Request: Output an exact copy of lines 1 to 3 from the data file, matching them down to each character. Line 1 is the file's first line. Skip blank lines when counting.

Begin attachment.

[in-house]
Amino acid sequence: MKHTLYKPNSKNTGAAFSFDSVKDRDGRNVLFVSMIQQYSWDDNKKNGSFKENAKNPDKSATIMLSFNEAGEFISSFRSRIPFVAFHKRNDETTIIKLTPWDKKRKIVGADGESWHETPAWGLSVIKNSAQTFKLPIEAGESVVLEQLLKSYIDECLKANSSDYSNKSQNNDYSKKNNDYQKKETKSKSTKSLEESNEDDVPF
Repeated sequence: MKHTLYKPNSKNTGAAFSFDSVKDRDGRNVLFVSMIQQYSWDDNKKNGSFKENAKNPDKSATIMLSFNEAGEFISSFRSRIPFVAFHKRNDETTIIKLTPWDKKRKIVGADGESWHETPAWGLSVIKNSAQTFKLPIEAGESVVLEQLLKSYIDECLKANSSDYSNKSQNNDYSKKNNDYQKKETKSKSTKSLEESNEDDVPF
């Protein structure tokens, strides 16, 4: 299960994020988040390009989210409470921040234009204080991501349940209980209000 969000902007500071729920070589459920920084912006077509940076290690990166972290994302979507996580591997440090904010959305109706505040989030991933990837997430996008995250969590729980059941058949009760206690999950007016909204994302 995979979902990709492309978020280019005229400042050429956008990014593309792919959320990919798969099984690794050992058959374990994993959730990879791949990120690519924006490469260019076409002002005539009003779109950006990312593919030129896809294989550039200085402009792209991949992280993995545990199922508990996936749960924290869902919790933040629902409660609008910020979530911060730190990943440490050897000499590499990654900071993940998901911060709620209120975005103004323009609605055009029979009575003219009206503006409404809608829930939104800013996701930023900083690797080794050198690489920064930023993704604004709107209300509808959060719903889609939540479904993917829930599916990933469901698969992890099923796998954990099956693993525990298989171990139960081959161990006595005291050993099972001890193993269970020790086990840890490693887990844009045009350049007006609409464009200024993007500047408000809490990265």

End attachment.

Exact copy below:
[in-house]
Amino acid sequence: MKHTLYKPNSKNTGAAFSFDSVKDRDGRNVLFVSMIQQYSWDDNKKNGSFKENAKNPDKSATIMLSFNEAGEFISSFRSRIPFVAFHKRNDETTIIKLTPWDKKRKIVGADGESWHETPAWGLSVIKNSAQTFKLPIEAGESVVLEQLLKSYIDECLKANSSDYSNKSQNNDYSKKNNDYQKKETKSKSTKSLEESNEDDVPF
Repeated sequence: MKHTLYKPNSKNTGAAFSFDSVKDRDGRNVLFVSMIQQYSWDDNKKNGSFKENAKNPDKSATIMLSFNEAGEFISSFRSRIPFVAFHKRNDETTIIKLTPWDKKRKIVGADGESWHETPAWGLSVIKNSAQTFKLPIEAGESVVLEQLLKSYIDECLKANSSDYSNKSQNNDYSKKNNDYQKKETKSKSTKSLEESNEDDVPF